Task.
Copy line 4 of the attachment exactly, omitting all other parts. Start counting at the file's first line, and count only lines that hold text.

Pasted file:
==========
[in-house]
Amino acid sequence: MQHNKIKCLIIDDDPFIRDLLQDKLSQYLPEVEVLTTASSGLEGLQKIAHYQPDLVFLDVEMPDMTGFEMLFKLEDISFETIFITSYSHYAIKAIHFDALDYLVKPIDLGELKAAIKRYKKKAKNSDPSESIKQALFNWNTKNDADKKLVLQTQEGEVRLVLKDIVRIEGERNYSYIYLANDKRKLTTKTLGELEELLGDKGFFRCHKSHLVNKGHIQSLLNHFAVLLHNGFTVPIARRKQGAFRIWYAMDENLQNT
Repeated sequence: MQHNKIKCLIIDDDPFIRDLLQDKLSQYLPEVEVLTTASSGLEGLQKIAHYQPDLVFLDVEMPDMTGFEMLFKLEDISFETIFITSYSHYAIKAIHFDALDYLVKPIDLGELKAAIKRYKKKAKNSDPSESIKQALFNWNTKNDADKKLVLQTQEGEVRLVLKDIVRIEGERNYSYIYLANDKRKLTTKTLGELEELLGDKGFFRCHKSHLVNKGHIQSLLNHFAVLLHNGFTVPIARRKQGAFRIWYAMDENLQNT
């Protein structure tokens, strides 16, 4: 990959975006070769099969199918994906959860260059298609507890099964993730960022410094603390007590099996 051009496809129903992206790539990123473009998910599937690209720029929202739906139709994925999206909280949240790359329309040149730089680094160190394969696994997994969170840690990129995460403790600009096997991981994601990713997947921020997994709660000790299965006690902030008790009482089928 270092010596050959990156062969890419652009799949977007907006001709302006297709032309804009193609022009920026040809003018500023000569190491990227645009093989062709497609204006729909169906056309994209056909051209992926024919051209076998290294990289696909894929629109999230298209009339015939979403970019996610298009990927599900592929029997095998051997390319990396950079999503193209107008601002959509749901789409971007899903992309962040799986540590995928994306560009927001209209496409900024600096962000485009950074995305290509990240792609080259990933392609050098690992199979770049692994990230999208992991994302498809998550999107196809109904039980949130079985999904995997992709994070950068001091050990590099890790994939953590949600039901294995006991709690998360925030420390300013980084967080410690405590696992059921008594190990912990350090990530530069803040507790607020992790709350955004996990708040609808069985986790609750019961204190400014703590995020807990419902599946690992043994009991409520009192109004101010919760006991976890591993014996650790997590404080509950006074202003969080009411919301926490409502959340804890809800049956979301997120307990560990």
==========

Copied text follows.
């Protein structure tokens, strides 16, 4: 990959975006070769099969199918994906959860260059298609507890099964993730960022410094603390007590099996 051009496809129903992206790539990123473009998910599937690209720029929202739906139709994925999206909280949240790359329309040149730089680094160190394969696994997994969170840690990129995460403790600009096997991981994601990713997947921020997994709660000790299965006690902030008790009482089928 270092010596050959990156062969890419652009799949977007907006001709302006297709032309804009193609022009920026040809003018500023000569190491990227645009093989062709497609204006729909169906056309994209056909051209992926024919051209076998290294990289696909894929629109999230298209009339015939979403970019996610298009990927599900592929029997095998051997390319990396950079999503193209107008601002959509749901789409971007899903992309962040799986540590995928994306560009927001209209496409900024600096962000485009950074995305290509990240792609080259990933392609050098690992199979770049692994990230999208992991994302498809998550999107196809109904039980949130079985999904995997992709994070950068001091050990590099890790994939953590949600039901294995006991709690998360925030420390300013980084967080410690405590696992059921008594190990912990350090990530530069803040507790607020992790709350955004996990708040609808069985986790609750019961204190400014703590995020807990419902599946690992043994009991409520009192109004101010919760006991976890591993014996650790997590404080509950006074202003969080009411919301926490409502959340804890809800049956979301997120307990560990």